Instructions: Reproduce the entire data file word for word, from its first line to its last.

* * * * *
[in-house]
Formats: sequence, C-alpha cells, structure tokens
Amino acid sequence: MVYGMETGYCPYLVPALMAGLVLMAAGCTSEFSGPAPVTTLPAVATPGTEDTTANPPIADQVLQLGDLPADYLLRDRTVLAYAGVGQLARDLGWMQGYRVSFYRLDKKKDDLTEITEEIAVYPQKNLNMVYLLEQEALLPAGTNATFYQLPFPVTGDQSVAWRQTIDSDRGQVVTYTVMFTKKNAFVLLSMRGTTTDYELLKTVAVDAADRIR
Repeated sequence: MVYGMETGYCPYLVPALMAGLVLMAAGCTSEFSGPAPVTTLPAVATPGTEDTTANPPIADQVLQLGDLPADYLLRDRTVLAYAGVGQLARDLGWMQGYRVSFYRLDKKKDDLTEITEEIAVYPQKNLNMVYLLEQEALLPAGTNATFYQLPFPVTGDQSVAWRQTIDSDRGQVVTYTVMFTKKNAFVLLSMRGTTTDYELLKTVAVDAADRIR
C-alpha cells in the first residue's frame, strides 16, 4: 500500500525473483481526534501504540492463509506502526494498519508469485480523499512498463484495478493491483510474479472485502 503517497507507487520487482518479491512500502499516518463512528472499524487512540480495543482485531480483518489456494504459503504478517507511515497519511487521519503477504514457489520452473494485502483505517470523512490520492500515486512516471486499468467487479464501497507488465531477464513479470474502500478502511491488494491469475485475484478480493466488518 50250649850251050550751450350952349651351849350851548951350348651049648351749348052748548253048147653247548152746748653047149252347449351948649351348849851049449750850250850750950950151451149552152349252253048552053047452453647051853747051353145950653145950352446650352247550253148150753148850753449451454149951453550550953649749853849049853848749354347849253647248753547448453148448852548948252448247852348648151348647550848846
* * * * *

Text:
[in-house]
Formats: sequence, C-alpha cells, structure tokens
Amino acid sequence: MVYGMETGYCPYLVPALMAGLVLMAAGCTSEFSGPAPVTTLPAVATPGTEDTTANPPIADQVLQLGDLPADYLLRDRTVLAYAGVGQLARDLGWMQGYRVSFYRLDKKKDDLTEITEEIAVYPQKNLNMVYLLEQEALLPAGTNATFYQLPFPVTGDQSVAWRQTIDSDRGQVVTYTVMFTKKNAFVLLSMRGTTTDYELLKTVAVDAADRIR
Repeated sequence: MVYGMETGYCPYLVPALMAGLVLMAAGCTSEFSGPAPVTTLPAVATPGTEDTTANPPIADQVLQLGDLPADYLLRDRTVLAYAGVGQLARDLGWMQGYRVSFYRLDKKKDDLTEITEEIAVYPQKNLNMVYLLEQEALLPAGTNATFYQLPFPVTGDQSVAWRQTIDSDRGQVVTYTVMFTKKNAFVLLSMRGTTTDYELLKTVAVDAADRIR
C-alpha cells in the first residue's frame, strides 16, 4: 500500500525473483481526534501504540492463509506502526494498519508469485480523499512498463484495478493491483510474479472485502 503517497507507487520487482518479491512500502499516518463512528472499524487512540480495543482485531480483518489456494504459503504478517507511515497519511487521519503477504514457489520452473494485502483505517470523512490520492500515486512516471486499468467487479464501497507488465531477464513479470474502500478502511491488494491469475485475484478480493466488518 50250649850251050550751450350952349651351849350851548951350348651049648351749348052748548253048147653247548152746748653047149252347449351948649351348849851049449750850250850750950950151451149552152349252253048552053047452453647051853747051353145950653145950352446650352247550253148150753148850753449451454149951453550550953649749853849049853848749354347849253647248753547448453148448852548948252448247852348648151348647550848846